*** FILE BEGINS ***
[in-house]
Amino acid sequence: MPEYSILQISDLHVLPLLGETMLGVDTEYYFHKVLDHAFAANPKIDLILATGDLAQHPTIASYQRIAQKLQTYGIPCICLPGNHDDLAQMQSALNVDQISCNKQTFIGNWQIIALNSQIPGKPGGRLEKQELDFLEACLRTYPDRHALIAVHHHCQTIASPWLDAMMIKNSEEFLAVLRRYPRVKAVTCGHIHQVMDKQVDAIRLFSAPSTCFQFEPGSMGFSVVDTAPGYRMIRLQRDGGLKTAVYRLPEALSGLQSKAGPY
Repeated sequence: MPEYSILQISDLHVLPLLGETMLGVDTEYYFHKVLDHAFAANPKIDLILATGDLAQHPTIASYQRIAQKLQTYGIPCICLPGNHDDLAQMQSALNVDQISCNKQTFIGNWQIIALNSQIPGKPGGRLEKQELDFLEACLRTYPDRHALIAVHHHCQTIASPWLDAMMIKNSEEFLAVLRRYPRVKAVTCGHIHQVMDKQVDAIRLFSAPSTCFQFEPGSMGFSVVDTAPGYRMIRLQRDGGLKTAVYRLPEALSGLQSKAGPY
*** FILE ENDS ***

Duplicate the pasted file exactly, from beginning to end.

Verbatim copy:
[in-house]
Amino acid sequence: MPEYSILQISDLHVLPLLGETMLGVDTEYYFHKVLDHAFAANPKIDLILATGDLAQHPTIASYQRIAQKLQTYGIPCICLPGNHDDLAQMQSALNVDQISCNKQTFIGNWQIIALNSQIPGKPGGRLEKQELDFLEACLRTYPDRHALIAVHHHCQTIASPWLDAMMIKNSEEFLAVLRRYPRVKAVTCGHIHQVMDKQVDAIRLFSAPSTCFQFEPGSMGFSVVDTAPGYRMIRLQRDGGLKTAVYRLPEALSGLQSKAGPY
Repeated sequence: MPEYSILQISDLHVLPLLGETMLGVDTEYYFHKVLDHAFAANPKIDLILATGDLAQHPTIASYQRIAQKLQTYGIPCICLPGNHDDLAQMQSALNVDQISCNKQTFIGNWQIIALNSQIPGKPGGRLEKQELDFLEACLRTYPDRHALIAVHHHCQTIASPWLDAMMIKNSEEFLAVLRRYPRVKAVTCGHIHQVMDKQVDAIRLFSAPSTCFQFEPGSMGFSVVDTAPGYRMIRLQRDGGLKTAVYRLPEALSGLQSKAGPY